Despite the proliferation of recipe websites and apps, finding and organizing the recipes you want to cook has somehow become more difficult over the years. Recipe sites are overrun with ads and long-winded personal stories, while many apps ignore the fact that many of today’s consumers want to shop for groceries online, not by making a shopping list to take to the store. Today, a company called Whisk is launching a new meal planning and recipe finding service that helps you better organize your recipe collection, as well as easily shop for recipe ingredients from a range of grocery delivery providers, including Walmart, Amazon Fresh, Instacart and others.
Whisk itself was acquired by Samsung NEXT in March of this year, after tripling its revenue, achieving profitability and powering more than half a billion recipe interactions per month.
Now, it’s out with its new cross-platform experience, which includes a website, mobile apps and a voice assistant, all designed to make it easier to meal plan, make and share lists and, finally, shop.
To be clear, Whisk is not another recipe site. Instead, it’s a way to save the recipes you find elsewhere.
The recipe site clutter has gotten so bad, it’s gained media attention and outcry from users. And while many people today still pin to Pinterest recipes they like, I’ve personally gotten so fed up with the mess that I’ve taken to just copying into Apple Notes the recipe text and a photo instead. Whisk, however, has me reconsidering my current system.
After signing up for Whisk, which can be as simple as providing an email or phone number if you don’t want to use Facebook or Google login, you get started by adding a URL of a recipe you found on the web.
On a site like Pinterest, the link is just saved to your account and you move on. But Whisk goes further. It extracts and structures the pertinent information from the site, like the recipe title, photo, ingredients, serving time and more, and places them into the appropriate fields on its recipe entry form.
Unfortunately, in tests, it doesn’t seem to pick up the recipe instructions, but you can copy and paste these in separately. You can also write a description, add notes or even add, edit or remove ingredients based on your own personal tastes. The recipe, which links back to the original source, can then be saved directly or added to a collection of your own choosing on Whisk.
When you later go to cook the recipe, you can view it without all of the recipe site’s mess and advertisements.
To be fair, the process of saving recipes this way takes a little more time than just hitting the “Pin It,” button. In some cases, Whisk doesn’t pick up the photo. Other times, you’ll want to go back to add more details beyond the cooking steps, like a link to the recipe’s YouTube video, for example.
But there are advantages that come with taking the extra few minutes on the recipe entry. Beyond just the organizational aspects, Whisk also brings its smart technology to the meal planning process. Once added, every ingredient is identified with a small photo icon as a visual reference and Whisk calculates the recipe’s nutritional aspects and gives it a “health score.”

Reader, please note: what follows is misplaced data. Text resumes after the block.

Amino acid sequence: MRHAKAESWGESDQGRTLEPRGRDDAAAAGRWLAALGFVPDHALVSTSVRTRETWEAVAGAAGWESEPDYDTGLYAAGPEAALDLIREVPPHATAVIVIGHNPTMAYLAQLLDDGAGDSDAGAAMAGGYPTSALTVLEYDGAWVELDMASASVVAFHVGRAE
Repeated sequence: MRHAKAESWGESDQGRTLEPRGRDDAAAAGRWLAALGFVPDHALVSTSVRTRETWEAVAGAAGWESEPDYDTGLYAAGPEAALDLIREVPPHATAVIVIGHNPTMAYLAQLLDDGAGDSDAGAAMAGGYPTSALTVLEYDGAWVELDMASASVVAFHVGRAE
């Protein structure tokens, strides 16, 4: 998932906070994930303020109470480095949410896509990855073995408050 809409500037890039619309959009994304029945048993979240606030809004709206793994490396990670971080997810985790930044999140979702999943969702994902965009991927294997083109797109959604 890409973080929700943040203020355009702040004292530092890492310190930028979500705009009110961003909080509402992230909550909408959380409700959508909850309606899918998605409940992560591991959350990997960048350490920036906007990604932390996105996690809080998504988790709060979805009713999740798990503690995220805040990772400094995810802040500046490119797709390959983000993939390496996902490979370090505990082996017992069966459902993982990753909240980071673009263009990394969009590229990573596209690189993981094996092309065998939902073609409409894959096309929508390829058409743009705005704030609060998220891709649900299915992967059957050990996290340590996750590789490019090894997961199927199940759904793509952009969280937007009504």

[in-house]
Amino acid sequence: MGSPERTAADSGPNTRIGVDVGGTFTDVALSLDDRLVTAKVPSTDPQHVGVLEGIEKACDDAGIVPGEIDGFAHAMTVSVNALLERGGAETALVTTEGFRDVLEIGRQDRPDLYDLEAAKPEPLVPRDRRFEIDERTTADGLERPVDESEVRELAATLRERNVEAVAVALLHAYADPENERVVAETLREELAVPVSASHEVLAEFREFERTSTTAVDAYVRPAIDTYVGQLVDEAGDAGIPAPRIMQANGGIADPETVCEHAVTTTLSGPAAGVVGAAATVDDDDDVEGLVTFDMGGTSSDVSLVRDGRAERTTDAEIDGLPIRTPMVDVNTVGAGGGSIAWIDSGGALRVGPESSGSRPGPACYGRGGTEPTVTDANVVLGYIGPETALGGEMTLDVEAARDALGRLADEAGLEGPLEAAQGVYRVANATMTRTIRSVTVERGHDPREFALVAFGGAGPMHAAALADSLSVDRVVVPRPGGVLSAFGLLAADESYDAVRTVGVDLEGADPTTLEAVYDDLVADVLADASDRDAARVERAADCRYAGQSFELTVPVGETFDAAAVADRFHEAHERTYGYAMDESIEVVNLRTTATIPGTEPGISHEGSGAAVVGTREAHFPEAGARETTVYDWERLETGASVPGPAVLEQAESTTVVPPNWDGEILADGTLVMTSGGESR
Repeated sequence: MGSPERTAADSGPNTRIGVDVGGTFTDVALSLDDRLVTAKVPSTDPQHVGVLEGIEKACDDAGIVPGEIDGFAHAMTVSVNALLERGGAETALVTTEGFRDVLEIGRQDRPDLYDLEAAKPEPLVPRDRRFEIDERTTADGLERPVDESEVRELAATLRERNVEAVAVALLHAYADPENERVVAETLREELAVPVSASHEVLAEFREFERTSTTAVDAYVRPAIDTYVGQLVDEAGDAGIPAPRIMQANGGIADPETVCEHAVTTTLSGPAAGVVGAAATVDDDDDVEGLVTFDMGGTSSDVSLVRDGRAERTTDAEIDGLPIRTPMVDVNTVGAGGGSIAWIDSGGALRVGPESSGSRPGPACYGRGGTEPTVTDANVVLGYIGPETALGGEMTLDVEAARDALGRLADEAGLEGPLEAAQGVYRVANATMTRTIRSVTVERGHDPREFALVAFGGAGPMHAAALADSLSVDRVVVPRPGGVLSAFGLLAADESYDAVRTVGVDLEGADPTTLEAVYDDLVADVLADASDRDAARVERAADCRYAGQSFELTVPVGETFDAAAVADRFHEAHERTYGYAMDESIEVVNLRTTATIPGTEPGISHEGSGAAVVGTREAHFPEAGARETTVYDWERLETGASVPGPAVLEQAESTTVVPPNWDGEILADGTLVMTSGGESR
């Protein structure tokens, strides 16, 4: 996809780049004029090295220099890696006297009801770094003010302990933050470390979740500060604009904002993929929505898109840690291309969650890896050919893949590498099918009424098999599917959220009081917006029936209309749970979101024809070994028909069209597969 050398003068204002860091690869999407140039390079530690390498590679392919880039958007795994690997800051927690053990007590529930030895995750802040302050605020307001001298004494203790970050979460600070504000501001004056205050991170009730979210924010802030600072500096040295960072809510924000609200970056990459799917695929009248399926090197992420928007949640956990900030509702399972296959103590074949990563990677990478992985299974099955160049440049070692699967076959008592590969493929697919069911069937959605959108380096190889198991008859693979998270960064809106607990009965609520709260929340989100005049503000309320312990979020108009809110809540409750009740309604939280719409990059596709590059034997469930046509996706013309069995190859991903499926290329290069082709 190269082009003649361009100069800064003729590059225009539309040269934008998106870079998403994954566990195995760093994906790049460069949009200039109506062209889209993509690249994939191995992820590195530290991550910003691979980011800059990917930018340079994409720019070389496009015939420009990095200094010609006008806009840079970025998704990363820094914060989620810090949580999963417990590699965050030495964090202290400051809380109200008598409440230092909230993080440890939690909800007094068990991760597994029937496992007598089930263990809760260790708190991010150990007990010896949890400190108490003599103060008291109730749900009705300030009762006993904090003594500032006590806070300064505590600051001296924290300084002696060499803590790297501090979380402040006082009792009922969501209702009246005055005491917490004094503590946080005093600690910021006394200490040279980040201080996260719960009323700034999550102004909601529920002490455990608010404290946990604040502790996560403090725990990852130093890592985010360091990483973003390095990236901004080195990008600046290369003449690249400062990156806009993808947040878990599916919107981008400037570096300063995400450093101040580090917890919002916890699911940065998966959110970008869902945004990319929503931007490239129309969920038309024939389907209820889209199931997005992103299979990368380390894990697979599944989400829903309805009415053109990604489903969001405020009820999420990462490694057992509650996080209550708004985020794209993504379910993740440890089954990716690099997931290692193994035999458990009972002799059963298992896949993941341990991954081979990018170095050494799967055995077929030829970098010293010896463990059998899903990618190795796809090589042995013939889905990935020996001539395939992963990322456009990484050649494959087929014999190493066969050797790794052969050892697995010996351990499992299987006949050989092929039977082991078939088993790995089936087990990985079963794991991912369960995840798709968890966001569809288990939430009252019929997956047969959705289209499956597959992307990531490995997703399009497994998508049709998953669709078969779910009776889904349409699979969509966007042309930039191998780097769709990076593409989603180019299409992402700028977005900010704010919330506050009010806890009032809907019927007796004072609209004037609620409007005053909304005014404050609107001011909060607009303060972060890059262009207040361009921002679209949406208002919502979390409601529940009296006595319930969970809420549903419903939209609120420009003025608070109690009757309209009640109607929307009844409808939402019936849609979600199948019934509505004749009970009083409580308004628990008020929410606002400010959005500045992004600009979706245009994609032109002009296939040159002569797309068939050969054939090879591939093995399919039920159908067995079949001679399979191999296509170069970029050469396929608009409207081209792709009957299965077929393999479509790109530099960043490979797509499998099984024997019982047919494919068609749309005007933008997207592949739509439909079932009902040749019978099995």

This aspect is powered by Whisk’s “Food Genome,” a deep learning, natural language-based algorithm that maps ingredients, their relationships and their properties like nutrition, perishability, flavor, category and more. Today the Whisk ecosystem sees more than 500 million monthly interactions, the company says.
Whisk also lets users click a button to scale up or down the recipes to different serving sizes without having to do the kitchen math in your head (or a lot of googling.)
And when you’re ready to shop the ingredients, you just tap a button to create a list where you can select and deselect the individual items you need. This list can be shared over SMS, email or by URL, allowing others to view, edit or save and shop the items you need. Whisk’s voice apps, including those for Bixby, Alexa and Google Assistant, also let you add items to your list, hands-free.
You can then select from which store to shop, based on the online grocery delivery services available in your region. This is an area where Whisk outshines many recipe app competitors, which tend to overlook this final step.
At launch, Whisk supports 29 online grocers globally, including major companies like Walmart, Instacart, Amazon Fresh and PeaPod in the U.S., plus Tesco, Ocado, Waitrose, ASDA and Amazon Fresh in the U.K., as well as GetNow, Woolworths, REWE and others in various overseas markets.
“Over half of the U.S. population still makes shopping lists using pen and paper, yet most people are looking for food inspiration digitally,” said Nick Holzherr, head of Product, Whisk at Samsung NEXT, in a statement about the app’s launch. “Hours are spent looking for food content online — seeking new and healthier meals. However, the data shows people generally end up cooking the same 7-9 dishes on repeat. There’s a fundamental disconnect between the online and offline that Whisk can help connect,” he added.
The company also notes that 70% of the U.S. population is expected to buy from online shopping services by 2025.
As more people shop online, Whisk will grow its service’s revenues as it takes an affiliate commission on some grocery checkouts.